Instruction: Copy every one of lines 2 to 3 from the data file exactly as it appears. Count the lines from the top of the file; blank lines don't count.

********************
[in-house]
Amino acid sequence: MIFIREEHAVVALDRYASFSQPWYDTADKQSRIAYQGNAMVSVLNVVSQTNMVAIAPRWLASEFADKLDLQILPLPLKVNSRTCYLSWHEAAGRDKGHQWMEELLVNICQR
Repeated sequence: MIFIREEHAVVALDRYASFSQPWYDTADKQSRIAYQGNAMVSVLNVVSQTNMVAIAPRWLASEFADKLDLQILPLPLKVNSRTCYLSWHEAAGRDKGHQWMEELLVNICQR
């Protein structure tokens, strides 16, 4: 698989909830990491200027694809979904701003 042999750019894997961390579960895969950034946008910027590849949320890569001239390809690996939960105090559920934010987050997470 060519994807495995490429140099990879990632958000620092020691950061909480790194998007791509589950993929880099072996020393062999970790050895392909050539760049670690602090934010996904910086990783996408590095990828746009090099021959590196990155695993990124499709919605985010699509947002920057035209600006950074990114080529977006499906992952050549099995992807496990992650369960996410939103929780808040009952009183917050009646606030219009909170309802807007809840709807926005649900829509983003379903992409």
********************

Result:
Amino acid sequence: MIFIREEHAVVALDRYASFSQPWYDTADKQSRIAYQGNAMVSVLNVVSQTNMVAIAPRWLASEFADKLDLQILPLPLKVNSRTCYLSWHEAAGRDKGHQWMEELLVNICQR
Repeated sequence: MIFIREEHAVVALDRYASFSQPWYDTADKQSRIAYQGNAMVSVLNVVSQTNMVAIAPRWLASEFADKLDLQILPLPLKVNSRTCYLSWHEAAGRDKGHQWMEELLVNICQR